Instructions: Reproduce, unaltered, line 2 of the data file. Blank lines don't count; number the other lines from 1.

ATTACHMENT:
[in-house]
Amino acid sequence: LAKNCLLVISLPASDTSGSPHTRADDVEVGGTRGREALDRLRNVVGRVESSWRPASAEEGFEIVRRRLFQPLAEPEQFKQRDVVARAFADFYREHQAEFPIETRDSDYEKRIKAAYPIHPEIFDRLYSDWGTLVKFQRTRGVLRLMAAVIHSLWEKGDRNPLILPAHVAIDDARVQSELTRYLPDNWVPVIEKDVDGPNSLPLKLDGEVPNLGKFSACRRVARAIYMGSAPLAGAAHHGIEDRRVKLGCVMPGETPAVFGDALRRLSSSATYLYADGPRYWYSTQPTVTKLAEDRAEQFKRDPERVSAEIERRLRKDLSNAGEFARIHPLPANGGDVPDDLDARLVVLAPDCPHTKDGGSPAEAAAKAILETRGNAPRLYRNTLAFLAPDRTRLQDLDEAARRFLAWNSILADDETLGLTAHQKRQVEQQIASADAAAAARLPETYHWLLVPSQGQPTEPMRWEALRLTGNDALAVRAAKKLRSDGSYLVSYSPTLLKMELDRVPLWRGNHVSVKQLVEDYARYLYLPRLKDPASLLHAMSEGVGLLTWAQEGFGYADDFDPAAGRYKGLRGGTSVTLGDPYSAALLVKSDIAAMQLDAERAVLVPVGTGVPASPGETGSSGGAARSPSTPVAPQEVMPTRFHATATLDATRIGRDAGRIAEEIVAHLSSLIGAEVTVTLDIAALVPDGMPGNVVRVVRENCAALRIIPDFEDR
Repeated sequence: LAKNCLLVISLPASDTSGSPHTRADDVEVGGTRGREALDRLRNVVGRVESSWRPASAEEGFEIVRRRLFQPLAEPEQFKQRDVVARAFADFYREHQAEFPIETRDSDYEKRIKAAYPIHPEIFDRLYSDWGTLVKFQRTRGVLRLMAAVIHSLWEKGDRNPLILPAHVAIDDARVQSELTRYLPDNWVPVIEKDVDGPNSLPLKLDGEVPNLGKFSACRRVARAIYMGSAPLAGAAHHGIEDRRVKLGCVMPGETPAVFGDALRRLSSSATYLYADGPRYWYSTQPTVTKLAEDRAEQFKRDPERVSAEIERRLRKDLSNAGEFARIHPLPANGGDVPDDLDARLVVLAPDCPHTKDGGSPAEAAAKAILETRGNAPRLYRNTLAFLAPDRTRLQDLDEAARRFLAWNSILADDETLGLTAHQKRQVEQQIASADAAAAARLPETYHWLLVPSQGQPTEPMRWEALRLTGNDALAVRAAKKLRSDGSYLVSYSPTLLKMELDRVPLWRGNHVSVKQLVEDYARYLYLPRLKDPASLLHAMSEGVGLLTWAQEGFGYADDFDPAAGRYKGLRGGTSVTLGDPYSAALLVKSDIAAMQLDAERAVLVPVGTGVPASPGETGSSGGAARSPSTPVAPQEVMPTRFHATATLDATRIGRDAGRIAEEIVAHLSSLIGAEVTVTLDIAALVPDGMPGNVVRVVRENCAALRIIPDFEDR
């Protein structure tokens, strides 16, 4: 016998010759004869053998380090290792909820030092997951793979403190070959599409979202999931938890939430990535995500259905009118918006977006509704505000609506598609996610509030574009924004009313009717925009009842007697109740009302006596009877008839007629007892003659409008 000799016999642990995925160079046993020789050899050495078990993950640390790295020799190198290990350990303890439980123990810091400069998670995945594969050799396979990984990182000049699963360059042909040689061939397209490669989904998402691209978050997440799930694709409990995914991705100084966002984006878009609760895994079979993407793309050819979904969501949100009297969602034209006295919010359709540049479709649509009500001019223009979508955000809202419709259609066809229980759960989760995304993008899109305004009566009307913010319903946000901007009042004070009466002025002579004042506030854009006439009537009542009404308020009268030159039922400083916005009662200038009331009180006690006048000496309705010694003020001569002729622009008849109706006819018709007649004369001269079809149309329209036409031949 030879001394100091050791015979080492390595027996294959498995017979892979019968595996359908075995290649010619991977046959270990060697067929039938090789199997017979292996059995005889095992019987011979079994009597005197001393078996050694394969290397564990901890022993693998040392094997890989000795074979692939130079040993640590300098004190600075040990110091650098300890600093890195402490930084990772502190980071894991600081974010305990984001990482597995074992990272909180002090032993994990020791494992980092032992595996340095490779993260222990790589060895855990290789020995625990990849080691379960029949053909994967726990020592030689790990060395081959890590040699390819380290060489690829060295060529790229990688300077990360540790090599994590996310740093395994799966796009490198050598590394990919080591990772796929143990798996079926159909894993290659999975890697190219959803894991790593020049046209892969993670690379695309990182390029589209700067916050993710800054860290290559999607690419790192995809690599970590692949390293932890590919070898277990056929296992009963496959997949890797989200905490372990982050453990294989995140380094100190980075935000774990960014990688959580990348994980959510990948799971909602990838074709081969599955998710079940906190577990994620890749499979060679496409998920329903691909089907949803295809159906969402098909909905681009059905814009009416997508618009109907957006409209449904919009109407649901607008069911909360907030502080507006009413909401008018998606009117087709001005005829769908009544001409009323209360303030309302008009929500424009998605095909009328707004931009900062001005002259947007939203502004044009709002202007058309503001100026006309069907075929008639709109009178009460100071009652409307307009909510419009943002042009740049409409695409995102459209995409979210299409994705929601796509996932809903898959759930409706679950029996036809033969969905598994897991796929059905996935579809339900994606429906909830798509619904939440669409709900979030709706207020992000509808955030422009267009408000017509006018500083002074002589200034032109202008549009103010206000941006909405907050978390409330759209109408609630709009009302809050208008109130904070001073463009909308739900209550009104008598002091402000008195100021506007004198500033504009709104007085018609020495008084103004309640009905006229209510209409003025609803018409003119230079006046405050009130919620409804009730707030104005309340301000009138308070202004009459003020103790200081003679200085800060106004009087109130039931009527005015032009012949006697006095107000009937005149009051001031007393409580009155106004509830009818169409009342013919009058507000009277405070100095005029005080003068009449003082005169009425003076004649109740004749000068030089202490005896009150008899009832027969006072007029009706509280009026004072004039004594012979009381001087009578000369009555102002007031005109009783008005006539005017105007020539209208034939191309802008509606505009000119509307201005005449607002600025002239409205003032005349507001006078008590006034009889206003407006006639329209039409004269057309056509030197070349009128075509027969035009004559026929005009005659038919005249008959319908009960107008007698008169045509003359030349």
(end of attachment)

Amino acid sequence: LAKNCLLVISLPASDTSGSPHTRADDVEVGGTRGREALDRLRNVVGRVESSWRPASAEEGFEIVRRRLFQPLAEPEQFKQRDVVARAFADFYREHQAEFPIETRDSDYEKRIKAAYPIHPEIFDRLYSDWGTLVKFQRTRGVLRLMAAVIHSLWEKGDRNPLILPAHVAIDDARVQSELTRYLPDNWVPVIEKDVDGPNSLPLKLDGEVPNLGKFSACRRVARAIYMGSAPLAGAAHHGIEDRRVKLGCVMPGETPAVFGDALRRLSSSATYLYADGPRYWYSTQPTVTKLAEDRAEQFKRDPERVSAEIERRLRKDLSNAGEFARIHPLPANGGDVPDDLDARLVVLAPDCPHTKDGGSPAEAAAKAILETRGNAPRLYRNTLAFLAPDRTRLQDLDEAARRFLAWNSILADDETLGLTAHQKRQVEQQIASADAAAAARLPETYHWLLVPSQGQPTEPMRWEALRLTGNDALAVRAAKKLRSDGSYLVSYSPTLLKMELDRVPLWRGNHVSVKQLVEDYARYLYLPRLKDPASLLHAMSEGVGLLTWAQEGFGYADDFDPAAGRYKGLRGGTSVTLGDPYSAALLVKSDIAAMQLDAERAVLVPVGTGVPASPGETGSSGGAARSPSTPVAPQEVMPTRFHATATLDATRIGRDAGRIAEEIVAHLSSLIGAEVTVTLDIAALVPDGMPGNVVRVVRENCAALRIIPDFEDR